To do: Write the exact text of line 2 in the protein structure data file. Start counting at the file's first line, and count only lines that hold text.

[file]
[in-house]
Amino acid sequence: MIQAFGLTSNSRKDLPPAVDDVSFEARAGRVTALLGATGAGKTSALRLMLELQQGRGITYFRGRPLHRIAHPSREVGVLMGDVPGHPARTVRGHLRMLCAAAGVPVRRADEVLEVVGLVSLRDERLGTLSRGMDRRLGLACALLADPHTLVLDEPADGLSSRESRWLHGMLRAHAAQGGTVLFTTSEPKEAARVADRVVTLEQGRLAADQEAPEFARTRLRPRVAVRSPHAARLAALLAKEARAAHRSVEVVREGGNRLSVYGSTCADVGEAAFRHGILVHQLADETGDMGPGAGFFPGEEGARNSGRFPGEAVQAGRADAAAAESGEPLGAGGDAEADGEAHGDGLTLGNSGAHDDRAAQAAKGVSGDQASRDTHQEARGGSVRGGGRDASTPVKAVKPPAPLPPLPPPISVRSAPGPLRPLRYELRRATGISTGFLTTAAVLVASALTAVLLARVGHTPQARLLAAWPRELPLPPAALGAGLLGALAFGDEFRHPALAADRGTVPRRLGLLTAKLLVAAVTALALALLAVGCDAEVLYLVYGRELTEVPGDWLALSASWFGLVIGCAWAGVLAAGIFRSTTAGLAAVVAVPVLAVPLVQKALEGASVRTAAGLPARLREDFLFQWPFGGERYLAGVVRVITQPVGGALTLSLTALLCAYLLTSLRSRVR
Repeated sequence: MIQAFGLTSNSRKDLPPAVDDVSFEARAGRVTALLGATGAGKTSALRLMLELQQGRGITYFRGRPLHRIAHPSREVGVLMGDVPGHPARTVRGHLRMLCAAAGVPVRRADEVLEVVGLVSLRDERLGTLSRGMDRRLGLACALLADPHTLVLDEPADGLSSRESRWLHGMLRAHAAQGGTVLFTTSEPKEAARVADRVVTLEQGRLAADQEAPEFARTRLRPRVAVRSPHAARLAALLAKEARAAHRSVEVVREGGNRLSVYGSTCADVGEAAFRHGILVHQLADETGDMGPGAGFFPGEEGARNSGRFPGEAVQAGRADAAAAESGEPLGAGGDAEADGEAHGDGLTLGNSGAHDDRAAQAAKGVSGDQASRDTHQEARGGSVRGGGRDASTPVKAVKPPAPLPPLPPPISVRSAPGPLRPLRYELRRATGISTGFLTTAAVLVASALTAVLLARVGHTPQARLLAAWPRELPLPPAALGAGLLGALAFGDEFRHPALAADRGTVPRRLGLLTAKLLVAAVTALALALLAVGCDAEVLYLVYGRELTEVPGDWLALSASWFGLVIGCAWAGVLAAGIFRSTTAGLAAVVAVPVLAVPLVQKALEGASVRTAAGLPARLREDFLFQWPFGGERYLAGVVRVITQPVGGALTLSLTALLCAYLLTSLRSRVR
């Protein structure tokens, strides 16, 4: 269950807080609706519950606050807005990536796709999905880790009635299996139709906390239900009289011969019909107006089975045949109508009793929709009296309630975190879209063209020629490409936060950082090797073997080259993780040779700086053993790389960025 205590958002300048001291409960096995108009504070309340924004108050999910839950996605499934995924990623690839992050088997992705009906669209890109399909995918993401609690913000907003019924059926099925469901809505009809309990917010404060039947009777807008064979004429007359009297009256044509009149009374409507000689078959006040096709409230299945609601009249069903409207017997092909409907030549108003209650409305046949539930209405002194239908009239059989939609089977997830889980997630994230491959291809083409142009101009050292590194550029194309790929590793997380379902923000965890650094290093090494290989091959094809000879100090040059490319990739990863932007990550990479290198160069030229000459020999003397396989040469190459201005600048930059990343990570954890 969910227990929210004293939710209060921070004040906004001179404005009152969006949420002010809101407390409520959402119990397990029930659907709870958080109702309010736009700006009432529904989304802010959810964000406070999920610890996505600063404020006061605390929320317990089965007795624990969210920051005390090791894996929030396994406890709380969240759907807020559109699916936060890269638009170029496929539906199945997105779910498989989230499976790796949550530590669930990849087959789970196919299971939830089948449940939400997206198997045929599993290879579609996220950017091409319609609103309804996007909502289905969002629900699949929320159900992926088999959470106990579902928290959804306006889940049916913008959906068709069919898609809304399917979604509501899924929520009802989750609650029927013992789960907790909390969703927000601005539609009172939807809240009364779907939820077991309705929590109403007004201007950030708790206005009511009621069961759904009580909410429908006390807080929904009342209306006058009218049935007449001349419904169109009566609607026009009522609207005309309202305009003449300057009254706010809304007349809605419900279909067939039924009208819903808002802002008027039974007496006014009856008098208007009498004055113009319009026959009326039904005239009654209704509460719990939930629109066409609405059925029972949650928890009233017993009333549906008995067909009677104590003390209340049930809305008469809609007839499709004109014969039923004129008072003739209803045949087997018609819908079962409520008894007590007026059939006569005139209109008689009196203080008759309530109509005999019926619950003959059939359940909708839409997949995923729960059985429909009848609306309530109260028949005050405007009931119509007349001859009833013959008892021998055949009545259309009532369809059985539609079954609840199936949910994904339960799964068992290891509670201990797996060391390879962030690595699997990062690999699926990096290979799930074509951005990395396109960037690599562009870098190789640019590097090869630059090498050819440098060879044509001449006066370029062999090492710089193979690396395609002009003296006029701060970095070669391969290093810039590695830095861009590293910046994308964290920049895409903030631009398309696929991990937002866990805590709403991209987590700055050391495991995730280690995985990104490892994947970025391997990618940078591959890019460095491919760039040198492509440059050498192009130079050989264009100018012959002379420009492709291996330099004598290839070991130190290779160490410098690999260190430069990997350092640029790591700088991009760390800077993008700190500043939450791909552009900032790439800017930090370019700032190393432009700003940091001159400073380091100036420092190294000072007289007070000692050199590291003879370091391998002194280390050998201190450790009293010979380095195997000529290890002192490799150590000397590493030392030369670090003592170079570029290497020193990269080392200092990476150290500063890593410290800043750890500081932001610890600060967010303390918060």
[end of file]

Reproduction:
Amino acid sequence: MIQAFGLTSNSRKDLPPAVDDVSFEARAGRVTALLGATGAGKTSALRLMLELQQGRGITYFRGRPLHRIAHPSREVGVLMGDVPGHPARTVRGHLRMLCAAAGVPVRRADEVLEVVGLVSLRDERLGTLSRGMDRRLGLACALLADPHTLVLDEPADGLSSRESRWLHGMLRAHAAQGGTVLFTTSEPKEAARVADRVVTLEQGRLAADQEAPEFARTRLRPRVAVRSPHAARLAALLAKEARAAHRSVEVVREGGNRLSVYGSTCADVGEAAFRHGILVHQLADETGDMGPGAGFFPGEEGARNSGRFPGEAVQAGRADAAAAESGEPLGAGGDAEADGEAHGDGLTLGNSGAHDDRAAQAAKGVSGDQASRDTHQEARGGSVRGGGRDASTPVKAVKPPAPLPPLPPPISVRSAPGPLRPLRYELRRATGISTGFLTTAAVLVASALTAVLLARVGHTPQARLLAAWPRELPLPPAALGAGLLGALAFGDEFRHPALAADRGTVPRRLGLLTAKLLVAAVTALALALLAVGCDAEVLYLVYGRELTEVPGDWLALSASWFGLVIGCAWAGVLAAGIFRSTTAGLAAVVAVPVLAVPLVQKALEGASVRTAAGLPARLREDFLFQWPFGGERYLAGVVRVITQPVGGALTLSLTALLCAYLLTSLRSRVR